2023 NO.35


Strolling JapanStrolling Japan


A Town of Pristine Waterways and Traditional Dance
Gujo Hachiman

In a quiet town of pleasantly murmuring waterways, the Gujo Odori — a summer festival featuring lively dance events every evening — fills the town with an air of festive fervor. A sacred place of dance, Gujo Hachiman is an outstanding destination for anyone who wants to experience the riches of Japanese traditional dance.

Photos: Kurihara Osamu, PIXTA, photolibrary

The Yoshida River flows through the heart of town.

The Nagaragawa Railway goes to Gujo Hachiman.

Gujo Hachiman Castle is the oldest reconstructed wooden castle in Japan.

Located in Gifu Prefecture, the city of Gujo Hachiman can be reached in about two hours, taking train connections north from Nagoya, Aichi Prefecture, the largest city in Japan’s Chubu region. Once a stopover for travelers on the pilgrimage route to the holy mountain Mount Hakusan, Gujo Hachiman developed into a flourishing castle town frequented by throngs of merchants after Gujo Hachiman Castle was built in the latter 16th century. As in days of yore, the pleasant burbling of the Yoshida and the Kodara, a pair of rivers that flow through the mountain-encircled town, still soothes visitors’ hearts and minds.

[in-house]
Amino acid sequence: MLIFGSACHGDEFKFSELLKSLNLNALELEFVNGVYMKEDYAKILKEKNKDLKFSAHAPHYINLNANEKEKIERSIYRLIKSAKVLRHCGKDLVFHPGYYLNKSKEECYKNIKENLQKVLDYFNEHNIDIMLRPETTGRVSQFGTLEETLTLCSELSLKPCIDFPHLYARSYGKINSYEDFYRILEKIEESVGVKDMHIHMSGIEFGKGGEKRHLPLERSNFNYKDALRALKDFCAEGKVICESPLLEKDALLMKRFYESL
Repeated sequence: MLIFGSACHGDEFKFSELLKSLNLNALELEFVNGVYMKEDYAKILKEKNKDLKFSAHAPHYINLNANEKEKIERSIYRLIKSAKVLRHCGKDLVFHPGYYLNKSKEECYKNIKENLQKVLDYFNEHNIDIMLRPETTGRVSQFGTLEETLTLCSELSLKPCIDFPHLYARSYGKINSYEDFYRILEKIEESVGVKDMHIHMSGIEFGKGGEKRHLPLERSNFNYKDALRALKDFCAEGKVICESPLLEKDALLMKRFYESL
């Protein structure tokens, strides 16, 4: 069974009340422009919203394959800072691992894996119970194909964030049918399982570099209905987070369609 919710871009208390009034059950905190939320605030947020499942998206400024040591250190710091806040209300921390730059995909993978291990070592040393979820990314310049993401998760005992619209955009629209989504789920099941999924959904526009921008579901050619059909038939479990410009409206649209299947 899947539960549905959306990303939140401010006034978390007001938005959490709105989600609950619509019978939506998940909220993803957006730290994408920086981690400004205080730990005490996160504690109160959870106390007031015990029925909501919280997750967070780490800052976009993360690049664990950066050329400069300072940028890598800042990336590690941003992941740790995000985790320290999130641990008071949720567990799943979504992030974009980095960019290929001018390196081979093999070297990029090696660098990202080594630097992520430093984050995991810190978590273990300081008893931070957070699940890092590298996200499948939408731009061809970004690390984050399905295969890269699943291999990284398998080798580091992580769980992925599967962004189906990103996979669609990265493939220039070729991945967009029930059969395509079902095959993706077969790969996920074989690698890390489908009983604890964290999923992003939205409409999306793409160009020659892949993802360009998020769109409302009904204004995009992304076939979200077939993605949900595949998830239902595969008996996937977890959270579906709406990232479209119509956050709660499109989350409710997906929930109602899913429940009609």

In summertime, this quiet town undergoes a drastic transformation with the advent of the Gujo Odori dance festival. A bon-odori event with a 400-year history held at various locations throughout the town over the course of 31 days from July into September, the festival inspires everyone from locals to sightseers to dance together in unison. The climax comes with all-night dance events held from August 13 to 16. This period, when participants dance through the night from eight in the evening until five the next morning, attracts visitors numbering in the tens of thousands and fills the town with an air of fervor.

The Gujo Hachiman Hakurankan museum offers demonstrations performed by instructors, providing opportunities to experience the dances even in the off season. The sights and sounds of performers singing and dancing in step with the traditional musical accompaniment, clapping their hands together and occasionally stamping the ground with their geta clogs, may compel viewers to start dancing along.

The Gujo Odori festival’s dancing (Gujoh-odori) has been inscribed on the Representative List of Intangible Cultural Heritage of Humanity of UNESCO as a form of Furyu-odori. ©Fukuda Koji

Geta clogs (above; photo courtesy of Gujo Mokuri) and tenugui hand towel (photo courtesy of Tourism Division, Department of Commerce, Industry and Tourism, Gujo City) are essential items for taking part in the Gujo Odori festival.

An instructor demonstrates the Kawasaki dance, one of the ten Gujo Odori dances.